Otogi Zoshi (illustrated story books) (御伽草子)
Otogi Zoshi are illustrated short stories, and the style, established during the Muromachi period into the Edo period. It is sometimes used broadly to indicating medieval novels centering around the Muromachi era. It is also written お伽草子 (Otogi Zoshi) or おとぎ草子 (Otogi Zoshi).
300 plus books are said to exist. Although a little more than 100 books are said to be known popularly, the true number is unknown because some books have the same titles and different contents and vice versa. While they flourished around the Muromachi period, they came to be referred to as Otogi Zoshi in the 18th century, around the Kyoho era when Seiemon SHIBUKAWA in Osaka published the following 23 books under the category of "Otogi Bunko" or "Otogi Zoshi."
Bunsho Soshi - Hachikazuki (The bowl bearer) - Komachi Soshi – Onzoshi shima watari - Karaito Soshi - Kohata-kitsune - Nanakusa Soshi - Sarugenji Zoshi - Monogusataro - Sazareishi - Hamaguri no Soshi - Koatsumori - Nijushi-ko - Bontenkoku - Nosesaru Soshi - Neko no Soshi - Hamaide Soshi - Izumishikibu - Issunboshi - Saiki - Urashimataro - Shutendoji - Nekobue Soshi
Many are based on ancient fairy tales such as "Neko no Soshi", which is understood to have originated at the beginning of the 17th century. There are some stories which have common contents with other categories of literature, such as "Yokobue Soshi" in which a similar story to "Heike Monogatari" (The tale of the Heike) is found. There are some stories that became subject matter for classical performing arts like "Dojoji-engi," and some that are handed down to the present day as popular folk tales such as "Issun boshi" (dwarf).
Many of Otogi Zoshi were created as copy printings with illustrations, which had a strong element to amuse people. The text was relatively easy to read. The plots are simple and ambiguous, as many Setsuwa (anecdotes) are, and many are simple, lacking complicated composition and detailed descriptions.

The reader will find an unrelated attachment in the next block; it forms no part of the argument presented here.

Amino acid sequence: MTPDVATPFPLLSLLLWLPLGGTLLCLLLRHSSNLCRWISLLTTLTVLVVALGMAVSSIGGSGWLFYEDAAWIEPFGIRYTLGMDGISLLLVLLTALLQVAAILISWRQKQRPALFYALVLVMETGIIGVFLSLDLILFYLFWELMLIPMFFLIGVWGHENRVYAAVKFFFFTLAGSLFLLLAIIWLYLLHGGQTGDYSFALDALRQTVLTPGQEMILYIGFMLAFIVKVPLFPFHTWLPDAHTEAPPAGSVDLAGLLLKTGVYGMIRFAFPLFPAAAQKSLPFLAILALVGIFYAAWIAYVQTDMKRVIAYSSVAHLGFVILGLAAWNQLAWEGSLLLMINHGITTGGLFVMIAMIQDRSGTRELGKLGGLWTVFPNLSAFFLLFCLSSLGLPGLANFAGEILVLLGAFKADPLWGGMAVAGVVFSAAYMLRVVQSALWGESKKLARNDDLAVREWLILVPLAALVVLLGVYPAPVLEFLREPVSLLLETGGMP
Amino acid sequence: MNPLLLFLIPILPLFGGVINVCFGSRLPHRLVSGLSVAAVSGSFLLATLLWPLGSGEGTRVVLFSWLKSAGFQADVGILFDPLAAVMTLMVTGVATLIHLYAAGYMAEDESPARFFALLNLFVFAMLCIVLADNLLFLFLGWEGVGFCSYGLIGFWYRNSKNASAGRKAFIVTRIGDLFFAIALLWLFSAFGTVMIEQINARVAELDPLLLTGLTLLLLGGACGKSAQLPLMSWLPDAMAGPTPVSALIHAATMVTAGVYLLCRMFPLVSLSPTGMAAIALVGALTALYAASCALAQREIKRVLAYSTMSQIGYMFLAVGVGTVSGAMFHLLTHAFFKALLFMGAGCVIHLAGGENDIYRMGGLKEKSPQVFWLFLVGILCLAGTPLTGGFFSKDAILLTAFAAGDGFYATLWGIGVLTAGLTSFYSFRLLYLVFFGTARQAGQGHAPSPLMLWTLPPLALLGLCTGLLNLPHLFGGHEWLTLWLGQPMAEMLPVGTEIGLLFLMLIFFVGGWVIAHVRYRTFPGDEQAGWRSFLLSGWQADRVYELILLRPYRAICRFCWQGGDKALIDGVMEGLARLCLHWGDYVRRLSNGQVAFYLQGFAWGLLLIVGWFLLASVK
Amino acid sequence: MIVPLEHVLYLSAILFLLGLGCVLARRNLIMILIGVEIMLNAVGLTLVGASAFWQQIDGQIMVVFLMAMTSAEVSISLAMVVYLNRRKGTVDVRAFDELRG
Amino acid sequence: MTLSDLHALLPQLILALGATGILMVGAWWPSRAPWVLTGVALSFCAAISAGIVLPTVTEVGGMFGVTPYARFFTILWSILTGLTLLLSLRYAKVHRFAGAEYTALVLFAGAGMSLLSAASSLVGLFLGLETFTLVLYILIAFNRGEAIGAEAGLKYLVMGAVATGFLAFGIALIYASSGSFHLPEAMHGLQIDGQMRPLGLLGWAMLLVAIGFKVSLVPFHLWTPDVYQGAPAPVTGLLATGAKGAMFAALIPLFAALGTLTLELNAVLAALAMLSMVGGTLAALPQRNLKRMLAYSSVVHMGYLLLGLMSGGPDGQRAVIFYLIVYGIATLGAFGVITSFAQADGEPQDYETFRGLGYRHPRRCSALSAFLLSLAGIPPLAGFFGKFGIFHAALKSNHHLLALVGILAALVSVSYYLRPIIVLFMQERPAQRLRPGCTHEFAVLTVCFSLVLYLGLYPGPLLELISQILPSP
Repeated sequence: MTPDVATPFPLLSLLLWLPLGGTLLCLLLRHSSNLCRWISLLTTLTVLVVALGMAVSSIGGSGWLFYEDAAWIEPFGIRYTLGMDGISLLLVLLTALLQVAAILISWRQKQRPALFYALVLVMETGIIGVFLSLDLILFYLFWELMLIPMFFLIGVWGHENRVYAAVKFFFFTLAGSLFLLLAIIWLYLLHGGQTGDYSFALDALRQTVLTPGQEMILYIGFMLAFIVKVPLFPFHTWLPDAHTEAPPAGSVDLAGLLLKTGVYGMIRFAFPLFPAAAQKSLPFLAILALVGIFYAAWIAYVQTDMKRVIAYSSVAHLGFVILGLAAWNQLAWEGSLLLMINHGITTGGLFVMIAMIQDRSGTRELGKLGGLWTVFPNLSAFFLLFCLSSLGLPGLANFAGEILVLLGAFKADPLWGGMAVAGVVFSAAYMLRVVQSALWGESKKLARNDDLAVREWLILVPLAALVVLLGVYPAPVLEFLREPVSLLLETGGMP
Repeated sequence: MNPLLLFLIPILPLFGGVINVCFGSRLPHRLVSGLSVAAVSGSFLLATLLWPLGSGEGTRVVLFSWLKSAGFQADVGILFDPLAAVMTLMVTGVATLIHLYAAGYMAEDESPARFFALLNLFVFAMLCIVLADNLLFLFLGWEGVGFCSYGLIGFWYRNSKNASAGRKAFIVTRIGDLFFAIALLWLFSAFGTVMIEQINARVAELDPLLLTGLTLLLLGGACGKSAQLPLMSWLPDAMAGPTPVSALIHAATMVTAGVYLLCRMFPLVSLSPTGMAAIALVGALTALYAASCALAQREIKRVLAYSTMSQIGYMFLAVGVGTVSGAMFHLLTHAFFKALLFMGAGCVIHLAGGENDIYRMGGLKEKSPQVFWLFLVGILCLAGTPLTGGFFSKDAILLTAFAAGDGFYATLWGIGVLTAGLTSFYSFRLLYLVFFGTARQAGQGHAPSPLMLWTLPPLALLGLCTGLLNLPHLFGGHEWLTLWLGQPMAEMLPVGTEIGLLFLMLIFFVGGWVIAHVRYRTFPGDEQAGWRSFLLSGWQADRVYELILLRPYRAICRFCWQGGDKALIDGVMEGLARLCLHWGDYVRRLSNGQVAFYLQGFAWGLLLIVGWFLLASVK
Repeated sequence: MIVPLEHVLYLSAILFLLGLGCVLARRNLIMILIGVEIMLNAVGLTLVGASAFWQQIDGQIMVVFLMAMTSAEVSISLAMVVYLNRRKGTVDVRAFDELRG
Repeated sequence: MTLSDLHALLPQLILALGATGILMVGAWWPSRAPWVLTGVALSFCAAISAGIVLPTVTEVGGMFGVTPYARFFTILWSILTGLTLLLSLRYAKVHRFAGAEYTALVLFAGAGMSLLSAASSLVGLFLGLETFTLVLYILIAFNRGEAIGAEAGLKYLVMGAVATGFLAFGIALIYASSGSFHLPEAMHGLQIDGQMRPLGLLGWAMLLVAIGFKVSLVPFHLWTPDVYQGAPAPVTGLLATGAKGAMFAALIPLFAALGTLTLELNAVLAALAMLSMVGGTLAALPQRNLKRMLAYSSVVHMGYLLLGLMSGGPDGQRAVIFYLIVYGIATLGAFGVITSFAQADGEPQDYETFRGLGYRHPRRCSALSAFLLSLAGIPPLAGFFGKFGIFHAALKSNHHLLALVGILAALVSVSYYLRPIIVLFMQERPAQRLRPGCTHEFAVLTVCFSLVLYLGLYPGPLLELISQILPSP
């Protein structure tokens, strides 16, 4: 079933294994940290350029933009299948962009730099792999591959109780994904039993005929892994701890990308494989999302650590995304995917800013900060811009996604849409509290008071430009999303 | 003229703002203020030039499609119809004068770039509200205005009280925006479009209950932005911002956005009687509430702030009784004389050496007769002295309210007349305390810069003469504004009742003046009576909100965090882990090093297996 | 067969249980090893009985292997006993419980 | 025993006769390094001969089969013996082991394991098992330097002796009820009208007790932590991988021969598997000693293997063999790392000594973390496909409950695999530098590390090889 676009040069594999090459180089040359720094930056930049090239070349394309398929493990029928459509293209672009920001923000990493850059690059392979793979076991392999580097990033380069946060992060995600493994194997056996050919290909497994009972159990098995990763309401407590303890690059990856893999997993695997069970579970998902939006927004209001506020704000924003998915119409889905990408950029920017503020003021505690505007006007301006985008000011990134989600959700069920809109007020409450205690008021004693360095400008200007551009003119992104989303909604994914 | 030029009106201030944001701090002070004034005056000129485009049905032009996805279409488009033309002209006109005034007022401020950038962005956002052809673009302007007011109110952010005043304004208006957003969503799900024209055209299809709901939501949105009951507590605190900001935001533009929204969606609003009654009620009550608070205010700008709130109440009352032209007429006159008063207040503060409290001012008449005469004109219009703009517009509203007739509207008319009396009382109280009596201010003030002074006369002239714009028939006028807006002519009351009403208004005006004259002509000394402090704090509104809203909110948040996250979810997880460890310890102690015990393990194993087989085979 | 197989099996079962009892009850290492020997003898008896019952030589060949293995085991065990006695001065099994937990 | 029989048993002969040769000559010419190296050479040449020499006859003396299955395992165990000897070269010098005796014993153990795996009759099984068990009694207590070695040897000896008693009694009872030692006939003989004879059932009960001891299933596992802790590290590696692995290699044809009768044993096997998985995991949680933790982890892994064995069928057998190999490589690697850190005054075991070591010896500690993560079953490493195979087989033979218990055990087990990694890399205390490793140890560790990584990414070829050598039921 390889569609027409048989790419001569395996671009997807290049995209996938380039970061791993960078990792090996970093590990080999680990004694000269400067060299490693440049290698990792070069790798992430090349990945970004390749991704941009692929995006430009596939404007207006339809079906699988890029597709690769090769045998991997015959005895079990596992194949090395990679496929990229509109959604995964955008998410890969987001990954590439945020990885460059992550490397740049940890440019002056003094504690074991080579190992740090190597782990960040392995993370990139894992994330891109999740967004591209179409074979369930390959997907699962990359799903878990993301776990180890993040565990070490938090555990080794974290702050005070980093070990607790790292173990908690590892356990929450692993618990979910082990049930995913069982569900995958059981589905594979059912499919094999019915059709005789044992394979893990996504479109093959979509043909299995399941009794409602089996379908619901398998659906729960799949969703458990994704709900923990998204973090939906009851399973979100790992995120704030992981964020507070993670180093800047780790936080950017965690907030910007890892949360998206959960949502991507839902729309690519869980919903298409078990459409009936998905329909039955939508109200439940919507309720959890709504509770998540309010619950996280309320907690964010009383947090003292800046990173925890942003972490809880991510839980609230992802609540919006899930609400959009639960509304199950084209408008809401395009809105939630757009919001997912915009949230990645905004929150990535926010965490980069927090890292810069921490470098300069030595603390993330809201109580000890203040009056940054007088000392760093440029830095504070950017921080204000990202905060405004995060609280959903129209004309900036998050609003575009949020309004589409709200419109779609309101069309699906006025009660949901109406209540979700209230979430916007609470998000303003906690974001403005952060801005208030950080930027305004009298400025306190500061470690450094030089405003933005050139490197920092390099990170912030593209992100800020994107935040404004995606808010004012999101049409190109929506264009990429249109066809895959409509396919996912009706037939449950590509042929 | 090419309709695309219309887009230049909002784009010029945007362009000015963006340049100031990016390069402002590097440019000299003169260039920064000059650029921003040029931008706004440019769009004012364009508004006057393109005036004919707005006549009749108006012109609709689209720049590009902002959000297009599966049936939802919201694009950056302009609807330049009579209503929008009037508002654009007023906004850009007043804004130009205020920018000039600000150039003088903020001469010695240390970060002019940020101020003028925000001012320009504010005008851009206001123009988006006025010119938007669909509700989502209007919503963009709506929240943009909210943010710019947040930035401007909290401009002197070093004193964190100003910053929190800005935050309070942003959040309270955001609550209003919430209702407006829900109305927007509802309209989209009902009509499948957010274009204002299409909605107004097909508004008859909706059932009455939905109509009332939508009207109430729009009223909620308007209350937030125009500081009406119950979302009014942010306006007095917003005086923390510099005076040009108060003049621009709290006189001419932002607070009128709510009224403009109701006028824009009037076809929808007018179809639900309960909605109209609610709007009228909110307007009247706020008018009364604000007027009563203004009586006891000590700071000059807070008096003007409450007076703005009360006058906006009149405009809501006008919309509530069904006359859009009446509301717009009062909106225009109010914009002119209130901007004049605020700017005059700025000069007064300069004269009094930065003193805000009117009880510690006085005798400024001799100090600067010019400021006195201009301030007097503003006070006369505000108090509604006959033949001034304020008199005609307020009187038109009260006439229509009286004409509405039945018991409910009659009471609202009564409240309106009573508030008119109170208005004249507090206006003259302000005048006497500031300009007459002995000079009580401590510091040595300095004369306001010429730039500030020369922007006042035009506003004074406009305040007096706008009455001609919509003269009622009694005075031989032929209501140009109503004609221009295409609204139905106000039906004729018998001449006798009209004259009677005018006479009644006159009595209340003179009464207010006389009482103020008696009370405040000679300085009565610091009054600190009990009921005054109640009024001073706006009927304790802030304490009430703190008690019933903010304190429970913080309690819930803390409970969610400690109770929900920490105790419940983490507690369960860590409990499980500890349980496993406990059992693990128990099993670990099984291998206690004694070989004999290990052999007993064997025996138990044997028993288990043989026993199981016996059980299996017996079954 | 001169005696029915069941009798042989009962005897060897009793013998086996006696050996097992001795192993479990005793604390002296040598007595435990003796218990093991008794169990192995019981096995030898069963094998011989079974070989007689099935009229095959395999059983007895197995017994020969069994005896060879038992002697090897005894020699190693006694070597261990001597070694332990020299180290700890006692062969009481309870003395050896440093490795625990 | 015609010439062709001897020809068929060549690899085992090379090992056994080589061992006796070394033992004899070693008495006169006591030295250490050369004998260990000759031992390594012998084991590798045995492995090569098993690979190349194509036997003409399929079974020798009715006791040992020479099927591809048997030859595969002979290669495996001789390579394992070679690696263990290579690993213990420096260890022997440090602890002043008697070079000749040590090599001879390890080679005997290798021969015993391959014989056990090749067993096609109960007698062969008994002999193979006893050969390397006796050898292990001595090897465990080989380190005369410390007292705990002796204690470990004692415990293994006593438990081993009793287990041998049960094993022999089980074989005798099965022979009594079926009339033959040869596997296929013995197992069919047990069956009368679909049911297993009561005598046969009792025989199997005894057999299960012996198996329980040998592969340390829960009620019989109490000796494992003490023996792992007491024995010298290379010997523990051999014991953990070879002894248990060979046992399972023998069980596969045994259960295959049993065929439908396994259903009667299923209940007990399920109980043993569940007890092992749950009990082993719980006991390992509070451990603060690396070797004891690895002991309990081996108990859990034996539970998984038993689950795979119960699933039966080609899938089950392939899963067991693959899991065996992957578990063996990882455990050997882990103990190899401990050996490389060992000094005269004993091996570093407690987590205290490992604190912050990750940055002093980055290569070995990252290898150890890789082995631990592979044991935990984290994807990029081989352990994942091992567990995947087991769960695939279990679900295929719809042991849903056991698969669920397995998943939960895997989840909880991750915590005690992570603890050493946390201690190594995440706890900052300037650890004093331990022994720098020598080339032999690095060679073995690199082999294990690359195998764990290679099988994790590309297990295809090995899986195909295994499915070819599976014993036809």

However, that is not to say that all Otogi Zoshi were reading material only for women and children, and the narrative forms of Otogi Zoshi are thought to have been created as a result of complicated, overlapping conditions of various recreations during that period when narratives began to be enjoyed by general public. The social situation of that time is glimpsed in the implications behind the humor, which also provides clues to understanding medieval folk beliefs. Also, compared with Kana Soshi and Ukiyo Zoshi, which came later, many Otogi Zoshi stories are of unknown authorship. That is based on the traditions of Japanese narrative literature.
Composition of the original
It is generally categorized into the following according to the contents of the anecdotes.
Kuge-mono (court noble story)/Koochikubo, Fuseya no Monogatari (the tale of humble house)
Honji-mono (story of the manifestations of original reality)/Bontenkoku, Atago-jizo Monogatari
Soryo-mono (priest story)/Sanninhoshi (Three priests), Oyo no ama (Oyo the nun)
Buke-mono (warrior family story)/Shuten Doji (the leader of a group of bandits that roamed the region around Kyoto), Benkei Monogatari
General public story/Issunboshi, Monogusataro
Foreign story/Hamaguri no Soshi, Nijushi-ko
Many Otogi Zoshi are collected in the "Muromachijidai Monogatari Taisei" (Kadokawa Shoten Publishing Co., Ltd.).
Independent of these Otogi Zoshi, there is a collection of short stories called "Otogizoshi" that Osamu DAZAI wrote on the subject of Japanese folk stories. It was published in 1945. This is a work that Osamu DAZAI wrote in an air-raid shelter during World War II, and is based on an illustrated book called "Mukashi-mukashi no ohanashi-yo" (literally, this is a story of a long, long time ago), which was read to children.
It is characterized by his uniquely humorous and witty interpretation and narrative tones put into folk stories/fairy tales well known by every Japanese. The author's deep insight into human nature is reflected in this book by his bold and self-deprecating imagination, thus it can be regarded as an outstanding work among his other parodies.
DAZAI kept publishing many works even in the so-called literary drought under severe censorship during World War II.. "Otogizoshi" was one of them.
"Otogizoshi" Shincho Bunko (books published by SHINCHOSHA Publishing Co., Ltd.) (Commentary: Takeo OKUNO) ISBN 4-10-100607-5
Seihintan (A tale of Honorable Poverty)
Shinshaku shokoku banashi (A new version of countries' tales - 12 volumes in all)
kachikachi-yama (Mt. clack-clack)